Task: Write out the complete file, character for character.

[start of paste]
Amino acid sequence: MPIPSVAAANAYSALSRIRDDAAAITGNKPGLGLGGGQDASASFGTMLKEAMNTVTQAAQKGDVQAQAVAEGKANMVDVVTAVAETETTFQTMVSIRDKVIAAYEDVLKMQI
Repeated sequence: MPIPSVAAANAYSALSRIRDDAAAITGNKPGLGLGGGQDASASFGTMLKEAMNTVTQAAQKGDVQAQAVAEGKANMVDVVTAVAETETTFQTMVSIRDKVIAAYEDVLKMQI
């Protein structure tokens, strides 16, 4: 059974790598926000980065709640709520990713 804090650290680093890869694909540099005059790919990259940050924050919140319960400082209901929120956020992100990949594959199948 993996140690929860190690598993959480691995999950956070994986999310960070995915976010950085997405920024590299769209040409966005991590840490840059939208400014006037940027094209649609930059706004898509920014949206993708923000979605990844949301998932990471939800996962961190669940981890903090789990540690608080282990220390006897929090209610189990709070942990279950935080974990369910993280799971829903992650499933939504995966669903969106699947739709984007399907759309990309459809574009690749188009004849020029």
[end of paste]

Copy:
Amino acid sequence: MPIPSVAAANAYSALSRIRDDAAAITGNKPGLGLGGGQDASASFGTMLKEAMNTVTQAAQKGDVQAQAVAEGKANMVDVVTAVAETETTFQTMVSIRDKVIAAYEDVLKMQI
Repeated sequence: MPIPSVAAANAYSALSRIRDDAAAITGNKPGLGLGGGQDASASFGTMLKEAMNTVTQAAQKGDVQAQAVAEGKANMVDVVTAVAETETTFQTMVSIRDKVIAAYEDVLKMQI
């Protein structure tokens, strides 16, 4: 059974790598926000980065709640709520990713 804090650290680093890869694909540099005059790919990259940050924050919140319960400082209901929120956020992100990949594959199948 993996140690929860190690598993959480691995999950956070994986999310960070995915976010950085997405920024590299769209040409966005991590840490840059939208400014006037940027094209649609930059706004898509920014949206993708923000979605990844949301998932990471939800996962961190669940981890903090789990540690608080282990220390006897929090209610189990709070942990279950935080974990369910993280799971829903992650499933939504995966669903969106699947739709984007399907759309990309459809574009690749188009004849020029």